2. As a social worker, it is upsetting to be lumped in with others who have not the degree of licensure to be called a social worker…it is the same as referring to a medical receptionist and doctor as the same just because both work at the hospital.

  3. OK, I’m commenting from a distance and really don’t know all the details. On first blush, this guy is a jerk, defending his use of terminology and unwilling to change. But on calm reflection I wonder at the real problem here: and that appears to me anyway, to be the states refusal to recognize the professional qualifications of social workers and to differentiate between those who are professionally educated and prepared to perform the work and anyone who just happens to be employed by the agency. The state seems stuck in the 1920s. I suggest that the social work professionals, NASW, and the states professional regulatory board (if they have one) may be well served to use this opportunity to advance some great measure of public education and perhaps even title protection.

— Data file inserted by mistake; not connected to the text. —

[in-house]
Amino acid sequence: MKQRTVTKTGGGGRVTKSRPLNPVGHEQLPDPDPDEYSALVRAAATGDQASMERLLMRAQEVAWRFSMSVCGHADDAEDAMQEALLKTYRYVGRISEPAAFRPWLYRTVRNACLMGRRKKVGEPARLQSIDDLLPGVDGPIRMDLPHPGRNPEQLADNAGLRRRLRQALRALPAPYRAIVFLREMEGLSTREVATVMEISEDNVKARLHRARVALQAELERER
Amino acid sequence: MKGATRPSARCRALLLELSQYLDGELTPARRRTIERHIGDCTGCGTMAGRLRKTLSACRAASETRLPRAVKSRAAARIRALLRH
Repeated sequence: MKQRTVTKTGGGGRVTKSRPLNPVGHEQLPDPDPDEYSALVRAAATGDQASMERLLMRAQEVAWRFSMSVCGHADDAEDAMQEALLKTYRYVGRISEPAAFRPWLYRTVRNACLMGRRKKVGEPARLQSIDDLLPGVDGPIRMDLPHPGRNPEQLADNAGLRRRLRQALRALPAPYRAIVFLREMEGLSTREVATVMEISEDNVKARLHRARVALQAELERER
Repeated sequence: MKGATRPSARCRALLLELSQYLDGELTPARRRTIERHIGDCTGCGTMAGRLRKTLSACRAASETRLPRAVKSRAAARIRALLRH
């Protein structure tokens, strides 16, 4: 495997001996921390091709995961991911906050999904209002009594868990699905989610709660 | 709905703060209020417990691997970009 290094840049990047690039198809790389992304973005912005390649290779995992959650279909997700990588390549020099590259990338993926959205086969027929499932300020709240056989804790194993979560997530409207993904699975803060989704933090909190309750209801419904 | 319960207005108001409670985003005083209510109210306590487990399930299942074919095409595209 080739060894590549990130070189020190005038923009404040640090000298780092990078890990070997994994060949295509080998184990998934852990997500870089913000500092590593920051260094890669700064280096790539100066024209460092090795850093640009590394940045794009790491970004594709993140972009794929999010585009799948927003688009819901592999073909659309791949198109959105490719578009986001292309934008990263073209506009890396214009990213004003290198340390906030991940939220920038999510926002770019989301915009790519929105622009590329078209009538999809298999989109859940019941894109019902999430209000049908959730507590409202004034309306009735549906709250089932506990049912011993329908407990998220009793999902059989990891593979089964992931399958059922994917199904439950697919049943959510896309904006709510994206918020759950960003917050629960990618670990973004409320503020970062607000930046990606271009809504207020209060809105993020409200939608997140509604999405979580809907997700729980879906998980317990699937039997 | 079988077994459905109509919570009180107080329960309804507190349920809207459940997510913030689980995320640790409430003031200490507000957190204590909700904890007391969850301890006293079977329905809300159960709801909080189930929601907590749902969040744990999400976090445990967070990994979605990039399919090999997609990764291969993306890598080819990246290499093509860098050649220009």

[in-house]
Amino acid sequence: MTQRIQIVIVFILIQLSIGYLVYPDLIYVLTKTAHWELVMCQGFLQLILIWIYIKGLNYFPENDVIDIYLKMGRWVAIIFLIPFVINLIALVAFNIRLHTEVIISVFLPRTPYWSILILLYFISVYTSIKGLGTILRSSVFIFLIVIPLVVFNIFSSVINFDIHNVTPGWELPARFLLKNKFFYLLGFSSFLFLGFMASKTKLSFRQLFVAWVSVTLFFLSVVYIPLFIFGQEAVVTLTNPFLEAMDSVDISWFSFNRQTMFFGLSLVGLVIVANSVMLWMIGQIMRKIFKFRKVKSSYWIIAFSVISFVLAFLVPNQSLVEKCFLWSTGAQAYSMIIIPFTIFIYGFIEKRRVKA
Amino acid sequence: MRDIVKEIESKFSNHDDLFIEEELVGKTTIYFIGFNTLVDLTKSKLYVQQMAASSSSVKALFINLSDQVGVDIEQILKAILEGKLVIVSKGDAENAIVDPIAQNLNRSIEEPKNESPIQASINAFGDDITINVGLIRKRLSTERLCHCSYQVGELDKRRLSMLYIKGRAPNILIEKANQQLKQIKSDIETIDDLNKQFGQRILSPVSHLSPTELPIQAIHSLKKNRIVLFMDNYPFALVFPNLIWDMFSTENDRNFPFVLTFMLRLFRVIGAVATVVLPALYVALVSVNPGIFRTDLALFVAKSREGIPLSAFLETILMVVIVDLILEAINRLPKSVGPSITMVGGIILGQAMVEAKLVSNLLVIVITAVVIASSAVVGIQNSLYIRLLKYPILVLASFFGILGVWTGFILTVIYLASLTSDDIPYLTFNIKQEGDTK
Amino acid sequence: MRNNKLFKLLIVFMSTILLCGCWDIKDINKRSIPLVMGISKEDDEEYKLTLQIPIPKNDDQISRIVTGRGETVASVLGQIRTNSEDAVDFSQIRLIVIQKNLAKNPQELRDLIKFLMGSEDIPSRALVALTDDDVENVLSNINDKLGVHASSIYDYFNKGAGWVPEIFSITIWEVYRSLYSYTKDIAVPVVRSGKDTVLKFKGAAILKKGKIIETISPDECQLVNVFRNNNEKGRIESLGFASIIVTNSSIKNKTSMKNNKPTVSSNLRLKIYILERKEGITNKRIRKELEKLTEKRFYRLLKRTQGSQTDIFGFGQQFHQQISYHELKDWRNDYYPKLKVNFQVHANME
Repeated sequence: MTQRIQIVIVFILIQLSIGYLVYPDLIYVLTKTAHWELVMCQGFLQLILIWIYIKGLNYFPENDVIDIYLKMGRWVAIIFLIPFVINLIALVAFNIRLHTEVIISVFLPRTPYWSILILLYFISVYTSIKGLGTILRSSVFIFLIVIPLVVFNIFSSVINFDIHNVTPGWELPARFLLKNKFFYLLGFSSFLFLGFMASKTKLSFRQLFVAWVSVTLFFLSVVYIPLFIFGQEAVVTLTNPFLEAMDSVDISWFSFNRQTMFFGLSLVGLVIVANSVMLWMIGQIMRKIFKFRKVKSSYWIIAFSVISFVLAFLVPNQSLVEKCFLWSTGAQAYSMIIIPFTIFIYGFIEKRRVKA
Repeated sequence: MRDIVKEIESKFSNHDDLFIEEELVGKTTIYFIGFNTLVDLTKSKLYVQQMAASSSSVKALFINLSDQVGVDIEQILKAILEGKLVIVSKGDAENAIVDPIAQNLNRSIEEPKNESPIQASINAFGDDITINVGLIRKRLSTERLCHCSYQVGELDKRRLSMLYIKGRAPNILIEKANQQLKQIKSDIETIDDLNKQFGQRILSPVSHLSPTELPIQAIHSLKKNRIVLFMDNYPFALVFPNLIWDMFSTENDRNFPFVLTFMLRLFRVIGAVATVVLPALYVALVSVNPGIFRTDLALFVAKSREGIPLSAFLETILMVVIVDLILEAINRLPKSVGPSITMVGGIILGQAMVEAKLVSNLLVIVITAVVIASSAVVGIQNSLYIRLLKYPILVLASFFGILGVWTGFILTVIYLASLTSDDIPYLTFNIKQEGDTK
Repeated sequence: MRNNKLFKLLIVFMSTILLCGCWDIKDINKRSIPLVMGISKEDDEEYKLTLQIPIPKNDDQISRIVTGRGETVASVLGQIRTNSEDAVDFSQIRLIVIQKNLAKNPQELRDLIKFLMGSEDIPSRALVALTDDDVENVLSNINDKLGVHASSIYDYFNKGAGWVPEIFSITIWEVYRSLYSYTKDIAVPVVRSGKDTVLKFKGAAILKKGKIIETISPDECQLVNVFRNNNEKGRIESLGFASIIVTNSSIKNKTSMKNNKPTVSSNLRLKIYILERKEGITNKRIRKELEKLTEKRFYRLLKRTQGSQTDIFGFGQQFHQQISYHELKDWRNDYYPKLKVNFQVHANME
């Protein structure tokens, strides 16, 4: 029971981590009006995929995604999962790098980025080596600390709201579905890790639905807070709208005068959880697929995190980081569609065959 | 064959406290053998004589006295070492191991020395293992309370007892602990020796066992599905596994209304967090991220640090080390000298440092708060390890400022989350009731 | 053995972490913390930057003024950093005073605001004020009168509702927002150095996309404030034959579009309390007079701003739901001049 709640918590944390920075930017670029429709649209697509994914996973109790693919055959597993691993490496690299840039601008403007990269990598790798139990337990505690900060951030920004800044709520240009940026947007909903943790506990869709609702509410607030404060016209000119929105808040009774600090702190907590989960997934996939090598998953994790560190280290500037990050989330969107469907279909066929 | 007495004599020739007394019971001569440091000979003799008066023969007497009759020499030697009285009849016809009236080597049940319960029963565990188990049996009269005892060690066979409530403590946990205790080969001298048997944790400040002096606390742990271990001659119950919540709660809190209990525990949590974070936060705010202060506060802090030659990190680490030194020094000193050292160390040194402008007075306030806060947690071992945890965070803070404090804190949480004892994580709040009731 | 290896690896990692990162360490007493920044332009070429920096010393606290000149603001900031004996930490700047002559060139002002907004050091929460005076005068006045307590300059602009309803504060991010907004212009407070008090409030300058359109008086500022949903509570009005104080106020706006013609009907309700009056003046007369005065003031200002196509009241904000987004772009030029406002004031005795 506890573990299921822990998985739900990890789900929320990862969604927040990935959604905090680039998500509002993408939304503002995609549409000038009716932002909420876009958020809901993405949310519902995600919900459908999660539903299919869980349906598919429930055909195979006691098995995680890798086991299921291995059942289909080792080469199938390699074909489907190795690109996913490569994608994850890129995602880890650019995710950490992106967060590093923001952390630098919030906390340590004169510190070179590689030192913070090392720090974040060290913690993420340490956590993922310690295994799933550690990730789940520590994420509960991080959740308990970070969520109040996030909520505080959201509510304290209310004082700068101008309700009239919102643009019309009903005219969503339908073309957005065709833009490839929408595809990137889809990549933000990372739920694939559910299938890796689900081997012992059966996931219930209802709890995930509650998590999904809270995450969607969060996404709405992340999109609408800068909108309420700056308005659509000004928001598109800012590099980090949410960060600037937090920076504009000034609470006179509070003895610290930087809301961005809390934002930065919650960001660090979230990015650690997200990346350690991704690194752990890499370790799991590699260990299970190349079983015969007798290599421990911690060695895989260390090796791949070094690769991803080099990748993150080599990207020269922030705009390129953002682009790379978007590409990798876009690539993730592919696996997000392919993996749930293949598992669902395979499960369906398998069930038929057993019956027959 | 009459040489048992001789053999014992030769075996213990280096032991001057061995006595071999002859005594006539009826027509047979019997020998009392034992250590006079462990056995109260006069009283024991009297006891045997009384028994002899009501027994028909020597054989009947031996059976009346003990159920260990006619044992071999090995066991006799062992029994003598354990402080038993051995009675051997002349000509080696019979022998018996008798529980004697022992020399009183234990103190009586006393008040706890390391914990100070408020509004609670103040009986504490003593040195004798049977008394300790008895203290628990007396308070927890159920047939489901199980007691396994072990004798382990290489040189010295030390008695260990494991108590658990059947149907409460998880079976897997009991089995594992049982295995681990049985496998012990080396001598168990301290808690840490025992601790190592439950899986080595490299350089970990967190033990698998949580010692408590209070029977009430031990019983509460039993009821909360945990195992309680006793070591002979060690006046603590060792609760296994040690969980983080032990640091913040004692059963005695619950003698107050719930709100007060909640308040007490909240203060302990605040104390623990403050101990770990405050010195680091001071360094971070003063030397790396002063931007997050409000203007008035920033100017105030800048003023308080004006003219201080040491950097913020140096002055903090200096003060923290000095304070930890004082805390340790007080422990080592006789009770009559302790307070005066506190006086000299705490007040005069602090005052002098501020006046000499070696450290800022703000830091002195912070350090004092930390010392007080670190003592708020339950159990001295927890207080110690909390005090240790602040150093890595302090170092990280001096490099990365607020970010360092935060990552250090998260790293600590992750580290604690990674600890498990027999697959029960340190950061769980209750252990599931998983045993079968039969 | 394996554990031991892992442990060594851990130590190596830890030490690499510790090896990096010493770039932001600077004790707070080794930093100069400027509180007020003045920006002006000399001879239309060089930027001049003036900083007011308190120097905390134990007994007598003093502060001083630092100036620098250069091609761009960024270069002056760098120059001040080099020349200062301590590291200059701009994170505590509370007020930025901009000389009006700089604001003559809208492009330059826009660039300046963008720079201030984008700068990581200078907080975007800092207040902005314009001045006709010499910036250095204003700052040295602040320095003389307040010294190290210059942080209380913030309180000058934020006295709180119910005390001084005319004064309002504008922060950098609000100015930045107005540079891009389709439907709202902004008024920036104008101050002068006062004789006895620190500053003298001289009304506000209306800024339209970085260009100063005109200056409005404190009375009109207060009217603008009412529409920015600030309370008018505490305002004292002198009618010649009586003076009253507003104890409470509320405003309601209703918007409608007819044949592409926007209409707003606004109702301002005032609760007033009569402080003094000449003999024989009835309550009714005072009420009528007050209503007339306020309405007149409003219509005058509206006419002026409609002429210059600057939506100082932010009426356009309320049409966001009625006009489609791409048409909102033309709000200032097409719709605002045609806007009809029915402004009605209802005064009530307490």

What concerns me about the reporters style, is that there are citizens who will read the original article and upon whom the details of professional responsibility & identity are lost, who will use this apparent condemnation of social workers as a rallying point to further diminish essential services.

    Gary Bachman MSSW, LSCSW
    Kansas

  4. I guess we can’t feel too bad for Mr. Diadium. Apparently, he’s got the worst job of 2013:

    http://www.slate.com/blogs/future_tense/2013/04/23/worst_job_of_2013_newspaper_reporter_tops_lumberjack_soldier_in_careercast.html

    This job is so hard, covering basic facts is just too hard.

  5. this will change at the same time people stop calling everyone in a library a librarian (from a page to a degreed professional).
    that is, never (unfortunately)

  6. I am astounded by the lack of knowledge or even common sense in this instance. Yes, I am proud of the education I have received, but that is not the reason I am upset about the use of these titles.

    First of all, it is antiquated in the use of county workers.